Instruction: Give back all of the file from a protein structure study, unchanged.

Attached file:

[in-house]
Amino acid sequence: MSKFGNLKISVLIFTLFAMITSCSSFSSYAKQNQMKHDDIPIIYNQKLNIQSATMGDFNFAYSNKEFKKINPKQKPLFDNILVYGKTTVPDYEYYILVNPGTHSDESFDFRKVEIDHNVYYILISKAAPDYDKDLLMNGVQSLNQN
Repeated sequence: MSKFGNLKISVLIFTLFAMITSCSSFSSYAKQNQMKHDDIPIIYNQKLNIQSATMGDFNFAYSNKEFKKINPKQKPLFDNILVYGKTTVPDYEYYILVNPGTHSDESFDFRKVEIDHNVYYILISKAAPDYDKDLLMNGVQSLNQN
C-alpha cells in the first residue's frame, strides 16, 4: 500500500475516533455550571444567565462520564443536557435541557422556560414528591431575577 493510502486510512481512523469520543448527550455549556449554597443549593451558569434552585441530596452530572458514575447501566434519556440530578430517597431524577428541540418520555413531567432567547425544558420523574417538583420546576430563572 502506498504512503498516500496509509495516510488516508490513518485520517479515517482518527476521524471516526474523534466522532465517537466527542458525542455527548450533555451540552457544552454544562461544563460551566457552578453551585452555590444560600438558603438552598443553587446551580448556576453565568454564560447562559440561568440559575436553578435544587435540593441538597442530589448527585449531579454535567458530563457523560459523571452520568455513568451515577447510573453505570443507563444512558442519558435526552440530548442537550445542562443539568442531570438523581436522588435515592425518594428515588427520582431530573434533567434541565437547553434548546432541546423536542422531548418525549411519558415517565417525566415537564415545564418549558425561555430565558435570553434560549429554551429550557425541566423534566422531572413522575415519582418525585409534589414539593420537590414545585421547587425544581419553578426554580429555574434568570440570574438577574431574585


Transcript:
[in-house]
Amino acid sequence: MSKFGNLKISVLIFTLFAMITSCSSFSSYAKQNQMKHDDIPIIYNQKLNIQSATMGDFNFAYSNKEFKKINPKQKPLFDNILVYGKTTVPDYEYYILVNPGTHSDESFDFRKVEIDHNVYYILISKAAPDYDKDLLMNGVQSLNQN
Repeated sequence: MSKFGNLKISVLIFTLFAMITSCSSFSSYAKQNQMKHDDIPIIYNQKLNIQSATMGDFNFAYSNKEFKKINPKQKPLFDNILVYGKTTVPDYEYYILVNPGTHSDESFDFRKVEIDHNVYYILISKAAPDYDKDLLMNGVQSLNQN
C-alpha cells in the first residue's frame, strides 16, 4: 500500500475516533455550571444567565462520564443536557435541557422556560414528591431575577 493510502486510512481512523469520543448527550455549556449554597443549593451558569434552585441530596452530572458514575447501566434519556440530578430517597431524577428541540418520555413531567432567547425544558420523574417538583420546576430563572 502506498504512503498516500496509509495516510488516508490513518485520517479515517482518527476521524471516526474523534466522532465517537466527542458525542455527548450533555451540552457544552454544562461544563460551566457552578453551585452555590444560600438558603438552598443553587446551580448556576453565568454564560447562559440561568440559575436553578435544587435540593441538597442530589448527585449531579454535567458530563457523560459523571452520568455513568451515577447510573453505570443507563444512558442519558435526552440530548442537550445542562443539568442531570438523581436522588435515592425518594428515588427520582431530573434533567434541565437547553434548546432541546423536542422531548418525549411519558415517565417525566415537564415545564418549558425561555430565558435570553434560549429554551429550557425541566423534566422531572413522575415519582418525585409534589414539593420537590414545585421547587425544581419553578426554580429555574434568570440570574438577574431574585